Summary: Thw Question of Jesus Authority following the cleansing of the temple

The story is told of a ship’s captain during the war who was sailing along on a dark night and saw a light on a collision course. So he got his signaller to flash a message: "Alter your course 10 degrees south." The reply came back "Alter your course 10 degrees north." The captain then signalled "Alter your course 10 degrees south. I am a Commander." The reply came back "Alter your course 10 degrees north. I am a seaman third-class."

By this time the ship’s captain was getting furious. So he signalled: "Alter your course 10 degrees south. I am a battleship." The reply came back almost instantly: "Alter your course 10 degrees north. I am a lighthouse."

That story addresses the issue of our passage today. That is the issue of authority. Where does authority come from? Sometimes it comes from your rank or status, as the commander in that story obviously assumed. But sometimes it comes from something innate like the immovable nature of a lighthouse set above a cliff. So where do you look to for authority for your life? That’s not an easy question to ask in this day and age. Life has changed so radically in the last 50 years that what was taken for granted 50 years ago can no longer be assumed. Truth is all relative, we’re told. Authority needs to be earned.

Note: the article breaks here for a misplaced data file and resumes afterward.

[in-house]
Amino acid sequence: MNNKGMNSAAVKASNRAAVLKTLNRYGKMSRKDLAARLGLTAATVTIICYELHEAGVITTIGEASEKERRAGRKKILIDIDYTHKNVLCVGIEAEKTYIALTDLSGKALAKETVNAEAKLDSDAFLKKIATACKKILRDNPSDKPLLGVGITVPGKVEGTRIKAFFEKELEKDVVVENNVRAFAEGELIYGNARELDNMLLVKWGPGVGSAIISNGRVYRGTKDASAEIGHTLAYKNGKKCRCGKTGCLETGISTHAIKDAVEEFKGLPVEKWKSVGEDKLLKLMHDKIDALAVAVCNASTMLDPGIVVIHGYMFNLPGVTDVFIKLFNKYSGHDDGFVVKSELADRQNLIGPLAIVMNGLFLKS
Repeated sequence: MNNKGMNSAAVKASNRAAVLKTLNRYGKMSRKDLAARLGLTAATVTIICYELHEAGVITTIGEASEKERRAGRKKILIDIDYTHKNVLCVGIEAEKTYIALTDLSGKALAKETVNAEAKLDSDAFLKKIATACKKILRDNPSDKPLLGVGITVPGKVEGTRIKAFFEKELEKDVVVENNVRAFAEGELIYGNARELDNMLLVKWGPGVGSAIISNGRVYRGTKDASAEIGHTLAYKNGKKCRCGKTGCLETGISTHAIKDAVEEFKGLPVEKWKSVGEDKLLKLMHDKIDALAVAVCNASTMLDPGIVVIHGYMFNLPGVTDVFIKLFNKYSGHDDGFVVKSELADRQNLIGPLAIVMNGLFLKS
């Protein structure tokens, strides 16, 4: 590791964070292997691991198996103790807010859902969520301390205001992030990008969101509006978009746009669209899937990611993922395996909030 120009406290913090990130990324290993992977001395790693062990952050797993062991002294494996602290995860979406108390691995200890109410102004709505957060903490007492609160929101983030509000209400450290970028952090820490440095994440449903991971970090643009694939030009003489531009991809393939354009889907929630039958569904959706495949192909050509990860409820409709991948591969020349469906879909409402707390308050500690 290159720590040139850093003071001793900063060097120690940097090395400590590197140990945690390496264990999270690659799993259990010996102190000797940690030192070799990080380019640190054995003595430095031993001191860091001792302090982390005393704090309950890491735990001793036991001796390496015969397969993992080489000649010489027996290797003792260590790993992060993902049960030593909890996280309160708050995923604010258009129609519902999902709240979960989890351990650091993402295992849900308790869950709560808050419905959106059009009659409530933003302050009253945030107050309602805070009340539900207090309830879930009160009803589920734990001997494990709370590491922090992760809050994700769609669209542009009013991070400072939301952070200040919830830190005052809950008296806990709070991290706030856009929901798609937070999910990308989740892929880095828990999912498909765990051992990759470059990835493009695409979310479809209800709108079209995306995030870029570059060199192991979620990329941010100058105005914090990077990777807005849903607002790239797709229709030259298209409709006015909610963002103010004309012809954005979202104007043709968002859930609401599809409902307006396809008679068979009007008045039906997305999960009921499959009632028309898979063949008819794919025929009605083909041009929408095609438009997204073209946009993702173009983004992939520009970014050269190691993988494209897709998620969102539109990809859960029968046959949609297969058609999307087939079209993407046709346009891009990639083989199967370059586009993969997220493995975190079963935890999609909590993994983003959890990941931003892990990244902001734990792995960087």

One example of this of course is the republican debate that just won’t go away, even if it has quietened down recently. ’Should we give authority to a monarch who isn’t even an Australian?’, we’re asked. Many of those of the older generations and some from the younger generations see no problem with that. The monarchy has served us well. The queen’s authority seems indisputable. In fact a hereditary monarchy is seen by many as preferable to an elected leader because it’s free from the risk of corruption and political bias. On the other hand, argue the republicans, an elected leader has an authority given by the majority vote.

In politics, we see elected leaders who wield their authority as power; who, even when the electorate shows their dissatisfaction, continue to confuse leadership with autocratic rule. So we’re led to ask, do they have the authority to do what they want to do?